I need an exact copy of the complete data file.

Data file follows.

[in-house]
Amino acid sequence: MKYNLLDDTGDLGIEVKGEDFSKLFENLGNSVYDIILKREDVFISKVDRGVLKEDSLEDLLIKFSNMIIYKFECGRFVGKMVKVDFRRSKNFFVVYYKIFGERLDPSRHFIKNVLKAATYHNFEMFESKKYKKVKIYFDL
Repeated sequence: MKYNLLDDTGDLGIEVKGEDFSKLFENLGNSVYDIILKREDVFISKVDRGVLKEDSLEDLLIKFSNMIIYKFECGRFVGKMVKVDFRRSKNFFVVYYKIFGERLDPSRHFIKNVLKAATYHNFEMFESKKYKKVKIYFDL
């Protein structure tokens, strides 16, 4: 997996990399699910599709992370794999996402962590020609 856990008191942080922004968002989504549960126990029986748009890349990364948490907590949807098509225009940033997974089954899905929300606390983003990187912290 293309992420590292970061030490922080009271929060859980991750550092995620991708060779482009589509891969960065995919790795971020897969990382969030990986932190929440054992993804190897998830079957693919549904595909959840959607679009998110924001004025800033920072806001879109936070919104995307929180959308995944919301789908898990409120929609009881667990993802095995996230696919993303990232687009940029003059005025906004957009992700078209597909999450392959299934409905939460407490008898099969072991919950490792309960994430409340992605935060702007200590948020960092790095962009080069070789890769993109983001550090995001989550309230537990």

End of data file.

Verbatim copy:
[in-house]
Amino acid sequence: MKYNLLDDTGDLGIEVKGEDFSKLFENLGNSVYDIILKREDVFISKVDRGVLKEDSLEDLLIKFSNMIIYKFECGRFVGKMVKVDFRRSKNFFVVYYKIFGERLDPSRHFIKNVLKAATYHNFEMFESKKYKKVKIYFDL
Repeated sequence: MKYNLLDDTGDLGIEVKGEDFSKLFENLGNSVYDIILKREDVFISKVDRGVLKEDSLEDLLIKFSNMIIYKFECGRFVGKMVKVDFRRSKNFFVVYYKIFGERLDPSRHFIKNVLKAATYHNFEMFESKKYKKVKIYFDL
């Protein structure tokens, strides 16, 4: 997996990399699910599709992370794999996402962590020609 856990008191942080922004968002989504549960126990029986748009890349990364948490907590949807098509225009940033997974089954899905929300606390983003990187912290 293309992420590292970061030490922080009271929060859980991750550092995620991708060779482009589509891969960065995919790795971020897969990382969030990986932190929440054992993804190897998830079957693919549904595909959840959607679009998110924001004025800033920072806001879109936070919104995307929180959308995944919301789908898990409120929609009881667990993802095995996230696919993303990232687009940029003059005025906004957009992700078209597909999450392959299934409905939460407490008898099969072991919950490792309960994430409340992605935060702007200590948020960092790095962009080069070789890769993109983001550090995001989550309230537990």